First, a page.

Almost 300 million phones running Google’s Android operating system are vulnerable to a newly developed drive-by attack that can install malware and take control of key operations, a security firm has warned.
A proof-of-concept exploit dubbed Metaphor works against Android versions 2.2 through 4.0 and 5.0 and 5.1, which together are estimated to run 275 million phones, researchers from Israeli security firm NorthBit said. It attacks the same Stagefright media library that made an estimated 950 million Android phones susceptible to similar code-execution attacks last year. The following video demonstrates how a malicious attacker might use a Metaphor-style attack to take control of a phone after luring an unsuspecting end user to a booby-trapped website.
The NorthBit-developed attack exploits a Stagefright vulnerability discovered and disclosed last year by Zimperium, the security firm that first demonstrated the severe weaknesses in the code library. For reasons that aren’t yet clear, Google didn’t fix the vulnerability in some versions, even though the company eventually issued a patch for a different bug that had made the Zimperium exploits possible. While the newer attack is in many ways a rehash of the Zimperium work, it’s able to exploit an information leak vulnerability in a novel way that makes code execution much more reliable in newer Android releases. Starting with version 4.1, Android was fortified with an anti-exploitation defense known as address space layout randomization, which loads downloaded code into unpredictable memory regions to make it harder for attackers to execute malicious payloads. The breakthrough of Metaphor is its improved ability to bypass it.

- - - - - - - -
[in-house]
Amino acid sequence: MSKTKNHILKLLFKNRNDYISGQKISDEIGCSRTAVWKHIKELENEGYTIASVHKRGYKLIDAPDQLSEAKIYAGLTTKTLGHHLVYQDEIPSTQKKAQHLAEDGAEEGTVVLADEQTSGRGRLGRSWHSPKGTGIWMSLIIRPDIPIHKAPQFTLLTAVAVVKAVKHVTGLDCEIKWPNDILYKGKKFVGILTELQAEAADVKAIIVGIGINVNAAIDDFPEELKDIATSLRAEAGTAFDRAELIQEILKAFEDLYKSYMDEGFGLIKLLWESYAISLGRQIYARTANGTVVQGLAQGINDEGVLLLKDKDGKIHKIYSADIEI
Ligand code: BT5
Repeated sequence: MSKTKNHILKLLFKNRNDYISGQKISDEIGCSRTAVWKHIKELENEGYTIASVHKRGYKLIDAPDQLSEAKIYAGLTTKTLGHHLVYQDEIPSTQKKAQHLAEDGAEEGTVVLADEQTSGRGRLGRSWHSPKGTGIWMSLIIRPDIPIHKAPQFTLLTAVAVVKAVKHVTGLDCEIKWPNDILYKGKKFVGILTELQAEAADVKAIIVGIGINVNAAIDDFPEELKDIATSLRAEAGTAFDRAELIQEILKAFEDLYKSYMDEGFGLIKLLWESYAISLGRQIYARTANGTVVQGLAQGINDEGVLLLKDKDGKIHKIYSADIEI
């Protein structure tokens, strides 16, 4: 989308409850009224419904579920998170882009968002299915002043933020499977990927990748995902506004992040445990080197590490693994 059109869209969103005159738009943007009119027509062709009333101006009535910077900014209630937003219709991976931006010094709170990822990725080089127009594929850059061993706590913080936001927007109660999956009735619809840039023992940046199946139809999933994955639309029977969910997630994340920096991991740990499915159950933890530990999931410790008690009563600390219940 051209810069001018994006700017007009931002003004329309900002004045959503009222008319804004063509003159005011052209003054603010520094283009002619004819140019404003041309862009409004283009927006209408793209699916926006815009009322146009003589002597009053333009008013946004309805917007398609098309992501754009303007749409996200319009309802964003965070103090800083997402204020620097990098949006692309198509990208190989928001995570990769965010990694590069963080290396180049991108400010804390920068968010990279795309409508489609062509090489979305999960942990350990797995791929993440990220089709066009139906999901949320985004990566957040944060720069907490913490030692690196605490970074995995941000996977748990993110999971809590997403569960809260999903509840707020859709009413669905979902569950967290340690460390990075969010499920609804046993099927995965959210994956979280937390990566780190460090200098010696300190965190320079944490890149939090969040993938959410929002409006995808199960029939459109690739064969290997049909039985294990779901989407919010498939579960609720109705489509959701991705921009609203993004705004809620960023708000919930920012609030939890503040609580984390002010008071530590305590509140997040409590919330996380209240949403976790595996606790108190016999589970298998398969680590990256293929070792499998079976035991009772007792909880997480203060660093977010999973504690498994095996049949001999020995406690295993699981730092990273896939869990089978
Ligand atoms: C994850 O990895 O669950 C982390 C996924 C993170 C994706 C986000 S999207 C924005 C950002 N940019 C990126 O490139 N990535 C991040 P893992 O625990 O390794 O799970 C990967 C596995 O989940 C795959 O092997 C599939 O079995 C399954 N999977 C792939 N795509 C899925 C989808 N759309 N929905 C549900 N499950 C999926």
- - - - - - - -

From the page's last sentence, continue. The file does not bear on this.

"They’ve proven that it’s possible to use an information leak to bypass ASLR," Joshua Drake, Zimperium’s vice president for platform research and exploitation, told Ars. "Whereas all my exploits were exploiting it with a brute force, theirs isn’t making a blind guess. Theirs actually leaks address info from the media server that will allow them to craft an exploit for whoever is using the device."
The other big advance offered by Metaphor is that it works on a wider base of phones. Previous patches published by Google make anyone with version 5.1 or higher immune, and in some cases those may also protect users of 4.4 or higher, Drake said. Metaphor, by contrast, exposes users of 5.1, which is estimated to run on 19 percent of Android phones. Currently, Metaphor works best on Nexus 5 models with a stock ROM, but it also works on the HTC One, LG G3, and Samsung S5, the company said. Depending on the vendor, a drive-by attack requires anywhere from 20 seconds to two minutes to work.Leave a comment